*This title has one or more locked files and access is given only to instructors adopting the textbook for their class. We need to enforce this strictly so that solutions are not made available to students. To gain access to locked resources you either need first to sign in or register for an account.

    These resources are provided free of charge by Cambridge University Press with permission of the author of the corresponding work, but are subject to copyright. You are permitted to view, print and download these resources for your own personal use only, provided any copyright lines on the resources are not removed or altered in any way. Any other use, including but not limited to distribution of the resources in modified form, or via electronic or other media, is strictly prohibited unless you have permission from the author of the corresponding work and provided you give appropriate acknowledgement of the source.

    If you are having problems accessing these resources please email

  • Authors

    Richard G. Williams, University of Liverpool
    Ric Williams is a Professor of Ocean Sciences at Liverpool University. He has worked on a wide range of research problems in Ocean Sciences: how the ocean circulates, how heat is transported, how the supply of nutrients sustains phytoplankton growth and how carbon is partitioned between the atmosphere and ocean. He teaches two courses to undergraduates, 'Climate, Atmospheres and Oceans' and 'Ocean Dynamics'.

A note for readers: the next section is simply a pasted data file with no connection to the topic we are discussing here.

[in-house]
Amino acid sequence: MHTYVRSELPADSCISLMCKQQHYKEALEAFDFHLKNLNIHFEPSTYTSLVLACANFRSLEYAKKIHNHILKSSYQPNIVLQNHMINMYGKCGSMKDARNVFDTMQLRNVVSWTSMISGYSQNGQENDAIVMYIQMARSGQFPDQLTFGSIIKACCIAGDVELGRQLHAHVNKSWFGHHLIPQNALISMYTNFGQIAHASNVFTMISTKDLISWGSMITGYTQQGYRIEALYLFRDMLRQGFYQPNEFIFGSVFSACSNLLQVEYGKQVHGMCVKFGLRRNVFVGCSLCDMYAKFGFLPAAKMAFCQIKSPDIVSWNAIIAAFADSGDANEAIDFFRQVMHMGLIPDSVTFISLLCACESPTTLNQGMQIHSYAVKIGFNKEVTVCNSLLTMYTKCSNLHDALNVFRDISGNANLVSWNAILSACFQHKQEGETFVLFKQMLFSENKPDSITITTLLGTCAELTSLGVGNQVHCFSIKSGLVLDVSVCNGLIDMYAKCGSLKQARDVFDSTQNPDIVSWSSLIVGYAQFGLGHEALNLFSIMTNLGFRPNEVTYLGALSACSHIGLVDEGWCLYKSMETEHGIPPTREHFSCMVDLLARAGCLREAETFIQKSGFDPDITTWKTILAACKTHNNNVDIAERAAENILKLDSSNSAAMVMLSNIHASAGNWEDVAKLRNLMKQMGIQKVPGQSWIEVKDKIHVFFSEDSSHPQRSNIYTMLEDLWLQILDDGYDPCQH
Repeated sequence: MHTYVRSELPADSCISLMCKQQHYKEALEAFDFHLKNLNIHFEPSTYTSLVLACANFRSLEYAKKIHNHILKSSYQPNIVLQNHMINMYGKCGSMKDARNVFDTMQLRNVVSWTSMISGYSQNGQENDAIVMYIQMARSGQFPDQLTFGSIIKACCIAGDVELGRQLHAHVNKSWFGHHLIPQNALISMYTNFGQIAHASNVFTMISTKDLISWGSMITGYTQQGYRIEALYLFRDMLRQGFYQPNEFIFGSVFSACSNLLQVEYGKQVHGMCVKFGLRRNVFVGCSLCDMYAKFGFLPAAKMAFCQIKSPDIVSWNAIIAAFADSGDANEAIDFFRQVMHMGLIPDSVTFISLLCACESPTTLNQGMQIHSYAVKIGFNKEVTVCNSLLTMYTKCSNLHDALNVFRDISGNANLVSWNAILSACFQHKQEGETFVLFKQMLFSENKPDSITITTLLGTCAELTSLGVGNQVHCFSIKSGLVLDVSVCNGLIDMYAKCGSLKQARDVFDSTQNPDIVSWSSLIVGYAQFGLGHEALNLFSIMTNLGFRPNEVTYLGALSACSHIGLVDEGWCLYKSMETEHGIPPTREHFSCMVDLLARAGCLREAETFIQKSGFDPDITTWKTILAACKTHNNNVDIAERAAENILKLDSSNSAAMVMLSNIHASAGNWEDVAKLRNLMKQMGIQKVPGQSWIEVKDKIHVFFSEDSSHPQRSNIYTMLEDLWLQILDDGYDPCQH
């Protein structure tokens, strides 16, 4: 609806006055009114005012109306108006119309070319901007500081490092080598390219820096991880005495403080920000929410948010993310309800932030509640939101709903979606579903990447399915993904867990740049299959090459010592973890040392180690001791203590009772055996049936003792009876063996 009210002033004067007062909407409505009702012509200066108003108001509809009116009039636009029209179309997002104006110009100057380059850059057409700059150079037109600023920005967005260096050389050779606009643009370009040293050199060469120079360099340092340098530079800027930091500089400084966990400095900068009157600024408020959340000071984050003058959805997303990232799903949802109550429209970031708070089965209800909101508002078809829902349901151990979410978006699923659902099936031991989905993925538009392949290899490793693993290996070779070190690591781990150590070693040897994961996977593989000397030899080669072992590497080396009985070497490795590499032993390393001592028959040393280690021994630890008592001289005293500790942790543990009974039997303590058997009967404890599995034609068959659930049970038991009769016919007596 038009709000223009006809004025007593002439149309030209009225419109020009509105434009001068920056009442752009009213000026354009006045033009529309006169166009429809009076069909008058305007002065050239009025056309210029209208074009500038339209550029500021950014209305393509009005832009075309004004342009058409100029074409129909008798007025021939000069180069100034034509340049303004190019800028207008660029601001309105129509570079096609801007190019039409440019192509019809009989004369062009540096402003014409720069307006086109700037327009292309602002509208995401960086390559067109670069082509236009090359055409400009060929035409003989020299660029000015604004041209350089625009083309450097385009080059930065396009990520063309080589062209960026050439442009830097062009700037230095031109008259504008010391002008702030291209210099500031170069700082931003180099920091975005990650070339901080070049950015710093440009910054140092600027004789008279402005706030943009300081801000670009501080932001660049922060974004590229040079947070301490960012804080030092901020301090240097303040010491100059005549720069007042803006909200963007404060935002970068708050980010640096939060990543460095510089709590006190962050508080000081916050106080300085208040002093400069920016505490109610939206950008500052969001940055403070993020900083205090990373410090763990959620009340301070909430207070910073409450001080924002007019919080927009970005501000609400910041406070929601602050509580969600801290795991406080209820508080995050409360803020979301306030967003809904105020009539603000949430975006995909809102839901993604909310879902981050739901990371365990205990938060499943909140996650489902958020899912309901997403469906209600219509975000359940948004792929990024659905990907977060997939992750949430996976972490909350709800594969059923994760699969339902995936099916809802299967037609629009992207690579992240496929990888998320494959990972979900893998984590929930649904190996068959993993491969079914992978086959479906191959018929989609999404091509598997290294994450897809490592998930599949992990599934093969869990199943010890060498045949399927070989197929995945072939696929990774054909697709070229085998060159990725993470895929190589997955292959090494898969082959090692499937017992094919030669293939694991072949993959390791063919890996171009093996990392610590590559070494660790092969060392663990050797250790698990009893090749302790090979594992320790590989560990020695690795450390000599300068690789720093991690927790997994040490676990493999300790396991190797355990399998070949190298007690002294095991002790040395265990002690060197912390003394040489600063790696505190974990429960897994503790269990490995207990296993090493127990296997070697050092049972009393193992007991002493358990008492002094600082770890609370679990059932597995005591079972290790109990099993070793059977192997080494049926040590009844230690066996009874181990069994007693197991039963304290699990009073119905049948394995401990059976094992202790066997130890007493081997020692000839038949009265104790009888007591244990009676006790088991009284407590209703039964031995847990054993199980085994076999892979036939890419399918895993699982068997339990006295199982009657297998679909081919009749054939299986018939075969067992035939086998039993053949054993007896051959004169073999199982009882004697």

Michael J. Follows, Massachusetts Institute of Technology
    Mick Follows obtained a Ph.D. in Atmospheric Sciences from the University of East Anglia in 1991. After a year as a Royal Society Post-Doctoral Fellow at the Max Planck Institute for Chemistry in Mainz, Germany, he moved to the Massachusetts Institute of Technology where he is now a Senior Research Scientist in the Department for Earth, Atmospheric and Planetary Sciences. His research is focused on understanding the interplay of physical, chemical and biological processes which determines the distributions and fluxes of elements in the ocean.

Sign In

Please sign in to access your account


Not already registered? Create an account now. ×

Sorry, this resource is locked

Please register or sign in to request access. If you are having problems accessing these resources please email

Register Sign in
Please note that this file is password protected. You will be asked to input your password on the next screen.

» Proceed

You are now leaving the Cambridge University Press website. Your eBook purchase and download will be completed by our partner Please see the permission section of the catalogue page for details of the print & copy limits on our eBooks.

Continue ×

Continue ×

Continue ×

Find content that relates to you

This site uses cookies to improve your experience. Read more Close

Are you sure you want to delete your account?

This cannot be undone.


Thank you for your feedback which will help us improve our service.

If you requested a response, we will make sure to get back to you shortly.

Please fill in the required fields in your feedback submission.